Nothing much to add to this article other than for me there is little point in eating unenjoyable food (a sign of my French-ness some might say).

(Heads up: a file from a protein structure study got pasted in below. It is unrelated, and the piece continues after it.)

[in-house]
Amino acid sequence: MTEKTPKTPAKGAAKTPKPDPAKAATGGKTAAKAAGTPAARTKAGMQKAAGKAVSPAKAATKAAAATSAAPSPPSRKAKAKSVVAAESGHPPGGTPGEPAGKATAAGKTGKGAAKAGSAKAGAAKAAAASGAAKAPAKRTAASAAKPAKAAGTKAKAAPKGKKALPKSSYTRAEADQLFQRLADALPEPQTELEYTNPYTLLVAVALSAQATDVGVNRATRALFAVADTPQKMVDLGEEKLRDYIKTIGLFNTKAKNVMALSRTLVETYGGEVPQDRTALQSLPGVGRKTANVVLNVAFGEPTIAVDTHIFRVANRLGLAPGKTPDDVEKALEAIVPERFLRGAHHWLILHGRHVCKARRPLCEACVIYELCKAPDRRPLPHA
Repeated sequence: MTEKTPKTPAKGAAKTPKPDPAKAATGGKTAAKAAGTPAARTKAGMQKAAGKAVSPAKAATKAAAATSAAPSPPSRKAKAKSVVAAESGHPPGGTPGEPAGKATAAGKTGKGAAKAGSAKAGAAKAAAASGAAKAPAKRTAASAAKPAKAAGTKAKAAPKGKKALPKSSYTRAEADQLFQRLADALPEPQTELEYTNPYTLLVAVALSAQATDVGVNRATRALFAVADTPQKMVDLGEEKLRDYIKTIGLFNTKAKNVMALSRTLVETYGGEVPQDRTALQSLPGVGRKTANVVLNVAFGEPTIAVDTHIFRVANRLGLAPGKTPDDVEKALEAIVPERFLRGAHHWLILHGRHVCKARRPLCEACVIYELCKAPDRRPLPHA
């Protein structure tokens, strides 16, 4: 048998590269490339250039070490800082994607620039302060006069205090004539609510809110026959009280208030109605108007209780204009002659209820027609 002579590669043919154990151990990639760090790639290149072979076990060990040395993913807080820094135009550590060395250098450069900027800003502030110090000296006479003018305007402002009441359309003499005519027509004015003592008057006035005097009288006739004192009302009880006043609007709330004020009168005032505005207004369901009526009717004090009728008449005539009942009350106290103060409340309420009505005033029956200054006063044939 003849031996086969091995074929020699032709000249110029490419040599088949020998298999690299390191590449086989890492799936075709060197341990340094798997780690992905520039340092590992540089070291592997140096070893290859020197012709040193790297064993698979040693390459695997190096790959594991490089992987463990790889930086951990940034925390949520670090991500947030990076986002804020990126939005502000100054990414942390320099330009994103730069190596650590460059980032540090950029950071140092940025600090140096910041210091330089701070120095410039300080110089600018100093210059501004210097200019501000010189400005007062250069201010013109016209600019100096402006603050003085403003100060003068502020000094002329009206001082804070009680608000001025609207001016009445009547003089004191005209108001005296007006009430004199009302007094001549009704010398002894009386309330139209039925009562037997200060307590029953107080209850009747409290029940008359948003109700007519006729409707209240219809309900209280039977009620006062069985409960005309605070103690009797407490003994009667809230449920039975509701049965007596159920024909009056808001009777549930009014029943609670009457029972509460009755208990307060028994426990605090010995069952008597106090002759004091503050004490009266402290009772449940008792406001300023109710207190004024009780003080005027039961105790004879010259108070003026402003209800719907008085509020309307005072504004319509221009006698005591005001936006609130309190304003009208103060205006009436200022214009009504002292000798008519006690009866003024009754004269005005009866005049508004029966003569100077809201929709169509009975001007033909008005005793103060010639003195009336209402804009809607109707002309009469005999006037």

Indeed, for me the only real upside to replacing food with Soylent was that my first real food after five days – half a proper New York bagel with butter, Cowgirl Creamery Mt Tam cheese, a perfect Jersey tomato, and a pinch of Maldon Sea Salt – tasted so utterly, incredibly good that the hand with which I lifted it to my mouth started shaking uncontrollably. I will remember that meal for the rest of my life – and I have been unable to recreate its ground-shattering deliciousness since. Perhaps Soylent’s real value, then, is that by offering a functional simulation of food it enables us to appreciate those qualities in the original that are most important to us. In the same way that a study of AstroTurf reveals the attributes we most value in turfgrass, Soylent is a Rorschach test for our individual and societal relationship with food.